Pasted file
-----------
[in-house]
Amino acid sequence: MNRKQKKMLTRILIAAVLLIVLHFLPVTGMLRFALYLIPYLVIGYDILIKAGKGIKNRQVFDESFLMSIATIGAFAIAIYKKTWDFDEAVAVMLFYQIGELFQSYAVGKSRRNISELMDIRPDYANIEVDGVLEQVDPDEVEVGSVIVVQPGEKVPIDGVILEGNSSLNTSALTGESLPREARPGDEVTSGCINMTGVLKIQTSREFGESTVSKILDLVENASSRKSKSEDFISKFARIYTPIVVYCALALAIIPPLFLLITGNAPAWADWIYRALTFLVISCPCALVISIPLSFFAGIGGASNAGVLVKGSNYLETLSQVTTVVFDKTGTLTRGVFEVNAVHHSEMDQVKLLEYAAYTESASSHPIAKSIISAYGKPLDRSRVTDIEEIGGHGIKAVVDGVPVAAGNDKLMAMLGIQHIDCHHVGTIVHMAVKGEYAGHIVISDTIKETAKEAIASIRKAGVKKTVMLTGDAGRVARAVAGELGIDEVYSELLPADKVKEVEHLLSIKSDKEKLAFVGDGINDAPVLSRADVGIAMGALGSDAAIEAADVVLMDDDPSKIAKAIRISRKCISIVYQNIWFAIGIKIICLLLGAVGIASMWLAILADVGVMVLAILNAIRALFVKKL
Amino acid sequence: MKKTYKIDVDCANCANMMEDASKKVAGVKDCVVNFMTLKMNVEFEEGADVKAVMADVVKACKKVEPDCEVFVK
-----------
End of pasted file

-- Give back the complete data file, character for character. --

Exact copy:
[in-house]
Amino acid sequence: MNRKQKKMLTRILIAAVLLIVLHFLPVTGMLRFALYLIPYLVIGYDILIKAGKGIKNRQVFDESFLMSIATIGAFAIAIYKKTWDFDEAVAVMLFYQIGELFQSYAVGKSRRNISELMDIRPDYANIEVDGVLEQVDPDEVEVGSVIVVQPGEKVPIDGVILEGNSSLNTSALTGESLPREARPGDEVTSGCINMTGVLKIQTSREFGESTVSKILDLVENASSRKSKSEDFISKFARIYTPIVVYCALALAIIPPLFLLITGNAPAWADWIYRALTFLVISCPCALVISIPLSFFAGIGGASNAGVLVKGSNYLETLSQVTTVVFDKTGTLTRGVFEVNAVHHSEMDQVKLLEYAAYTESASSHPIAKSIISAYGKPLDRSRVTDIEEIGGHGIKAVVDGVPVAAGNDKLMAMLGIQHIDCHHVGTIVHMAVKGEYAGHIVISDTIKETAKEAIASIRKAGVKKTVMLTGDAGRVARAVAGELGIDEVYSELLPADKVKEVEHLLSIKSDKEKLAFVGDGINDAPVLSRADVGIAMGALGSDAAIEAADVVLMDDDPSKIAKAIRISRKCISIVYQNIWFAIGIKIICLLLGAVGIASMWLAILADVGVMVLAILNAIRALFVKKL
Amino acid sequence: MKKTYKIDVDCANCANMMEDASKKVAGVKDCVVNFMTLKMNVEFEEGADVKAVMADVVKACKKVEPDCEVFVK